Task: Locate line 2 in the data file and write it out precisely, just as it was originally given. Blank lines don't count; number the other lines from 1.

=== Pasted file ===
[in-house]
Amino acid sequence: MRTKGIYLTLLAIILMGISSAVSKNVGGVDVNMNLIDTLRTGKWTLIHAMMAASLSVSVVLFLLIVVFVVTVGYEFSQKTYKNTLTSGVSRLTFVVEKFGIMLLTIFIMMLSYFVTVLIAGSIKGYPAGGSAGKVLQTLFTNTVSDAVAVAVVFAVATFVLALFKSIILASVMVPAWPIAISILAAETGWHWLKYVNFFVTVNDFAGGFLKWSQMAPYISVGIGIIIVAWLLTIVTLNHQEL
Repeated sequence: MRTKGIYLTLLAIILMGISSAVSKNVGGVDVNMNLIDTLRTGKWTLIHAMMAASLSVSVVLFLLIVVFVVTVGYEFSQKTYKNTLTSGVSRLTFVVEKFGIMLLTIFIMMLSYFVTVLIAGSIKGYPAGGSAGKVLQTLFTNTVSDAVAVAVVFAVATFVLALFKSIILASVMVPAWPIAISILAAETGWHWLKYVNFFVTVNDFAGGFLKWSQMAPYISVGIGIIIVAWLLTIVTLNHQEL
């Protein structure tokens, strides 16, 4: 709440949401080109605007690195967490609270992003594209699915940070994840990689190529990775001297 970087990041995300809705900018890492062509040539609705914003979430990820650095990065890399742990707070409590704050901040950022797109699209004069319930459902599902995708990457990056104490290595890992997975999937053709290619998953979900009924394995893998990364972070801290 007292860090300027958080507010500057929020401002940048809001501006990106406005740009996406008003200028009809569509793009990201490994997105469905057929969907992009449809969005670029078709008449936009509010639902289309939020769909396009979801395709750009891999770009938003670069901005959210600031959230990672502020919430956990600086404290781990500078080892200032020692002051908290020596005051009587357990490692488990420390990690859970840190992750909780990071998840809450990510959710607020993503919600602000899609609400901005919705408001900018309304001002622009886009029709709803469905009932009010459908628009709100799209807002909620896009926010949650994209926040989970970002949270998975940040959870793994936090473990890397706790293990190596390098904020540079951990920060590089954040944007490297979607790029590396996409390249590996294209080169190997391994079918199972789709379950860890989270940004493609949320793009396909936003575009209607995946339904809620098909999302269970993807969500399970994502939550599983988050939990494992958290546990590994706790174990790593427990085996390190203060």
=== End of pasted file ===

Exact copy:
Amino acid sequence: MRTKGIYLTLLAIILMGISSAVSKNVGGVDVNMNLIDTLRTGKWTLIHAMMAASLSVSVVLFLLIVVFVVTVGYEFSQKTYKNTLTSGVSRLTFVVEKFGIMLLTIFIMMLSYFVTVLIAGSIKGYPAGGSAGKVLQTLFTNTVSDAVAVAVVFAVATFVLALFKSIILASVMVPAWPIAISILAAETGWHWLKYVNFFVTVNDFAGGFLKWSQMAPYISVGIGIIIVAWLLTIVTLNHQEL